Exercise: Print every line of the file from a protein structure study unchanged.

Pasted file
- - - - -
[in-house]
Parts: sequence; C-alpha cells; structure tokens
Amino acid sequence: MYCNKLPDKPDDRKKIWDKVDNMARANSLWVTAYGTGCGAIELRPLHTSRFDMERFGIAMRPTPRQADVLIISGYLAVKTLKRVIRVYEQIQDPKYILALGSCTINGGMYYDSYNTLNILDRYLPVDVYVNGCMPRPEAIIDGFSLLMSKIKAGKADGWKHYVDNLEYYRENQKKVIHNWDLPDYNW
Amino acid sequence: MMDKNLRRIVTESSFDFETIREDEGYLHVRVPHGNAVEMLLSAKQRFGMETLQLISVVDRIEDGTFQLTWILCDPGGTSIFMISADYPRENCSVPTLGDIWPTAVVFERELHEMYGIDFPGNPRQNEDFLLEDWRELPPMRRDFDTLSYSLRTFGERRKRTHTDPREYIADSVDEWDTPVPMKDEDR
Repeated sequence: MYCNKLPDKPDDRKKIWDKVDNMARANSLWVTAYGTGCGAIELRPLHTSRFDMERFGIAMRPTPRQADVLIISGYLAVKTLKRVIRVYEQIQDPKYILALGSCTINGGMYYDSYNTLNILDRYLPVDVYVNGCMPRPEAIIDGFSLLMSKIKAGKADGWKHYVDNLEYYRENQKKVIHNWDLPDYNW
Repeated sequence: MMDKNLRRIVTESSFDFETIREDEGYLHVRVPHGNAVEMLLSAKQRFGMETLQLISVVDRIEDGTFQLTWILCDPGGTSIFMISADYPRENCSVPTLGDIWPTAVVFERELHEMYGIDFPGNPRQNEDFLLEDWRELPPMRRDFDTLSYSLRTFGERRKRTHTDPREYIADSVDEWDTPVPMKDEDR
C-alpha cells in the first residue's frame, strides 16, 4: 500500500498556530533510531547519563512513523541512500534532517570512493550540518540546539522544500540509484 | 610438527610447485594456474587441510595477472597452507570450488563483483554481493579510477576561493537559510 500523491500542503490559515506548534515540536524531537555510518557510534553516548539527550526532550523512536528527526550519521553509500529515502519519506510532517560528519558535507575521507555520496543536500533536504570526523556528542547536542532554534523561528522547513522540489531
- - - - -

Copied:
[in-house]
Parts: sequence; C-alpha cells; structure tokens
Amino acid sequence: MYCNKLPDKPDDRKKIWDKVDNMARANSLWVTAYGTGCGAIELRPLHTSRFDMERFGIAMRPTPRQADVLIISGYLAVKTLKRVIRVYEQIQDPKYILALGSCTINGGMYYDSYNTLNILDRYLPVDVYVNGCMPRPEAIIDGFSLLMSKIKAGKADGWKHYVDNLEYYRENQKKVIHNWDLPDYNW
Amino acid sequence: MMDKNLRRIVTESSFDFETIREDEGYLHVRVPHGNAVEMLLSAKQRFGMETLQLISVVDRIEDGTFQLTWILCDPGGTSIFMISADYPRENCSVPTLGDIWPTAVVFERELHEMYGIDFPGNPRQNEDFLLEDWRELPPMRRDFDTLSYSLRTFGERRKRTHTDPREYIADSVDEWDTPVPMKDEDR
Repeated sequence: MYCNKLPDKPDDRKKIWDKVDNMARANSLWVTAYGTGCGAIELRPLHTSRFDMERFGIAMRPTPRQADVLIISGYLAVKTLKRVIRVYEQIQDPKYILALGSCTINGGMYYDSYNTLNILDRYLPVDVYVNGCMPRPEAIIDGFSLLMSKIKAGKADGWKHYVDNLEYYRENQKKVIHNWDLPDYNW
Repeated sequence: MMDKNLRRIVTESSFDFETIREDEGYLHVRVPHGNAVEMLLSAKQRFGMETLQLISVVDRIEDGTFQLTWILCDPGGTSIFMISADYPRENCSVPTLGDIWPTAVVFERELHEMYGIDFPGNPRQNEDFLLEDWRELPPMRRDFDTLSYSLRTFGERRKRTHTDPREYIADSVDEWDTPVPMKDEDR
C-alpha cells in the first residue's frame, strides 16, 4: 500500500498556530533510531547519563512513523541512500534532517570512493550540518540546539522544500540509484 | 610438527610447485594456474587441510595477472597452507570450488563483483554481493579510477576561493537559510 500523491500542503490559515506548534515540536524531537555510518557510534553516548539527550526532550523512536528527526550519521553509500529515502519519506510532517560528519558535507575521507555520496543536500533536504570526523556528542547536542532554534523561528522547513522540489531